Montgomery County’s passage of a bill Tuesday to become the first jurisdiction in Maryland to guarantee paid sick and safe leave to employees may be a catalyst for similar legislation to be enacted statewide, advocates say.
“We’re leading the way, given that it was not successful at the state level, so we really are hoping this will build that momentum, and that the state will take a look at it again and hopefully adopt their own bill,” said Nancy Navarro, Montgomery County councilwoman and co-sponsor of the bill.
As of Oct. 1, 2016, all employers within Montgomery County will be required to provide employees with sick and safe leave at an accrual rate of at least one earned hour per 30 hours of work, with accumulated hours not exceeding 56 hours — or seven work days — in a single year.
For businesses with less than five employees, only 32 of those hours — about four work days’ worth — must be paid, according to the amended bill.
“It’s long overdue, and we think it’s only fair for this county to do what’s right for its workers,” said Jaime Contreras, vice president of 32BJ SEIU. “D.C. has done it already, other jurisdictions have done it already, and we think it’s about time that we take care of our workers in Montgomery County.”
When compared to jurisdictions that already have established paid sick and safe laws, Montgomery County’s bill falls in the middle.
Montgomery’s accrual rate matches those of Jersey City, New York City and Portland; it does not apply to individual contractors, employees who work eight or less hours each week, or employees who only travel through the county; and it allows for up to 56 paid hours to carry over into the following year unless an employer awards the anticipated earned sick leave to an employee at the beginning of the year.
“It’s our job to level the playing field so that employers are competing on the right basis, which is that the basics are protected and that all workers in any business size know that they have some paid sick days,” said Montgomery Council Councilman Hans Riemer.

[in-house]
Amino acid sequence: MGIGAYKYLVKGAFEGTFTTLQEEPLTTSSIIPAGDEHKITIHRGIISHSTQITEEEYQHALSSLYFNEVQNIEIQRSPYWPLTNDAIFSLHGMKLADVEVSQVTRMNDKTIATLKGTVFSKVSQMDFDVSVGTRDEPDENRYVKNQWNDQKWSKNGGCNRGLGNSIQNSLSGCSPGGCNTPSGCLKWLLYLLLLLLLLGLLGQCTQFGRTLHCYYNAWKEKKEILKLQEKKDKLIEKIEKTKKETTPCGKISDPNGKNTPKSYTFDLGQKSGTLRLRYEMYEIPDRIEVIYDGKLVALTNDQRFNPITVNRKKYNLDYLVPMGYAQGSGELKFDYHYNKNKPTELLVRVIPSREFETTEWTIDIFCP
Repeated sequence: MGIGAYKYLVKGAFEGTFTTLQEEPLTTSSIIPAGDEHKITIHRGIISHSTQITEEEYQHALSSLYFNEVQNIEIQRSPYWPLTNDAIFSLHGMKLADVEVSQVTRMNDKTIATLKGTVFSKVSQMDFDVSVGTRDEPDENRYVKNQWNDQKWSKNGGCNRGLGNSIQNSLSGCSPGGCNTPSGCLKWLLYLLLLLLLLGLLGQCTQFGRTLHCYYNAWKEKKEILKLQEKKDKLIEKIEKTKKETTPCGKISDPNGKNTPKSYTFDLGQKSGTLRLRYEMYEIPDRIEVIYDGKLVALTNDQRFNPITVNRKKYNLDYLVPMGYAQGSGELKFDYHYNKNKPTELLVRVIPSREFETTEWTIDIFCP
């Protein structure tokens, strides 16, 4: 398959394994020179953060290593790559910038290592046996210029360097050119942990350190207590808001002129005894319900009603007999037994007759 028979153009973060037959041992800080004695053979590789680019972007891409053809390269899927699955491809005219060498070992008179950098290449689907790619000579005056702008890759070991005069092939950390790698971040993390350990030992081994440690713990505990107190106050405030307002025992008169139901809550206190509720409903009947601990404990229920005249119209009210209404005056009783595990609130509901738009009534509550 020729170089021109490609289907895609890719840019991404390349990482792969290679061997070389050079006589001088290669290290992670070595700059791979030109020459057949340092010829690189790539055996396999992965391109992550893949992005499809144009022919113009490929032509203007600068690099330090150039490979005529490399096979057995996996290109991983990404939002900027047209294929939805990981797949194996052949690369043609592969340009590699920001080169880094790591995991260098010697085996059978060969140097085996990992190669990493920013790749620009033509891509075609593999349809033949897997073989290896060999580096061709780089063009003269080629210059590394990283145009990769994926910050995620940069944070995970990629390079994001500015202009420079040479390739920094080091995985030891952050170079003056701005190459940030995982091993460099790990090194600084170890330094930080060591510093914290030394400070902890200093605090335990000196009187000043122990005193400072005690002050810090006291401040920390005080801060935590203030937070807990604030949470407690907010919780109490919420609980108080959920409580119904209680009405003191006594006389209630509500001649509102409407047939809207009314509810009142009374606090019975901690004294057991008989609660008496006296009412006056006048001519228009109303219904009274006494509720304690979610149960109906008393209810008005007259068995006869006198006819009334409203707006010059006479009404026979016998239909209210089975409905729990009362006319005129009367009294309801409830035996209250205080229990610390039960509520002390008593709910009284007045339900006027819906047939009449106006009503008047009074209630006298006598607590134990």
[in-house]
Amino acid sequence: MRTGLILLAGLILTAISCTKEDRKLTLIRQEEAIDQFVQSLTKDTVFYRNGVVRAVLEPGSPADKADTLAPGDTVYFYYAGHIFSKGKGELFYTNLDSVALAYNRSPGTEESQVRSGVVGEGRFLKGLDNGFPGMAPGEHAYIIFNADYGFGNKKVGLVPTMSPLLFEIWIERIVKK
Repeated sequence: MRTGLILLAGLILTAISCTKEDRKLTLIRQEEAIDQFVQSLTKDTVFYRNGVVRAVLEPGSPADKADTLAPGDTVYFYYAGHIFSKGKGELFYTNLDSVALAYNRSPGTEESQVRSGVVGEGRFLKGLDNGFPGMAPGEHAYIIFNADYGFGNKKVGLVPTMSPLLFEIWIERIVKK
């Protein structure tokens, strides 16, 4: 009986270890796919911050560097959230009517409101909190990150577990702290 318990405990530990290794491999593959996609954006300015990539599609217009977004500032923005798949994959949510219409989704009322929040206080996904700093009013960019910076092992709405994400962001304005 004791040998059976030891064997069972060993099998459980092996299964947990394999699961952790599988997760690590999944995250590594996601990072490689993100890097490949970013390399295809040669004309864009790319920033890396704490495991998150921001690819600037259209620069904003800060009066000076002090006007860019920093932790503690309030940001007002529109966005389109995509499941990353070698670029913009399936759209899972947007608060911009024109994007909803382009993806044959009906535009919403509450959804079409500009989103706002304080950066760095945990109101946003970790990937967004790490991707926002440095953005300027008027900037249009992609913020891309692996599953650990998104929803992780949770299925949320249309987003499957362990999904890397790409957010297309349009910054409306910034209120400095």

Despite amendments enacted with an eye to easing the bill’s impact on small businesses, critics of the measure said that it still will hurt those employers.
“We’re told that small businesses with less than 10 employees really make up the bulk of the business community in Montgomery County,” said Montgomery County Councilwoman Nancy Floreen. “We’re talking about hundreds and hundreds of small businesses, most of whom are not following what the government does, certainly, and all of whom have financial challenges in making their businesses work.”
Michael Neary, an employment attorney for Lerch, Early & Brewer, said that small local businesses in Montgomery County could have a harder time competing with larger companies that already offer a form of sick leave to their employees and thus are more prepared to deal with the new law’s paperwork burden and other costs.
“When small businesses start, the more regulations or more laws that they have to comply with, the harder it is for a business to get its footing,” Neary said. “There’s a cost associated with this type of leave — it’s paying folks that aren’t working, so they aren’t generating goods or services.”
“For small businesses, it’s either the choice to raise prices, which hurts their competitiveness, or to hire less workers,” Neary said.
Other local laws
Only 61 percent of private-sector workers nationally have access to paid sick days through their employer, according to the U.S. Department of Labor.
“The federal government is not taking action, and we hope that by taking action at the local level, that that will cascade to the national level in time, and that one day paid sick days, paid family leave, will be part of the social contract in this country,” Riemer said.
As of this month, four states and 18 cities have enacted laws or passed bills that guarantee paid sick leave for their residents, according to a report by A Better Balance, a work and family legal center.
San Francisco was the first city to enact a paid sick leave law in 2007, followed by Washington, D.C., in 2008; Seattle and Connecticut in 2012; and Portland, Jersey City, New York City and Newark in 2014. California and Massachusetts join Connecticut on July 1 as the only states to enact a statewide paid sick and safe leave.
Meanwhile, 11 states have passed “preemption” laws that prevent local jurisdictions from enacting paid sick leave laws, including Arizona, Florida, Georgia, Indiana, Kansas, Louisiana, Mississippi, North Carolina, Oklahoma, Tennessee and Wisconsin.
In both the 2014 and 2015 Maryland state legislative session, bills that would mandate earned sick leave were introduced but not enacted. Contreras said he hopes the recent passing of the bill in Montgomery County will help improve the chances of a statewide bill passing in 2016.
“We’re not stopping at Montgomery County,” he said. “We’re going to P.G. County, we’re going statewide, so this is just where we’re getting started in Maryland — we’re not going to stop here.”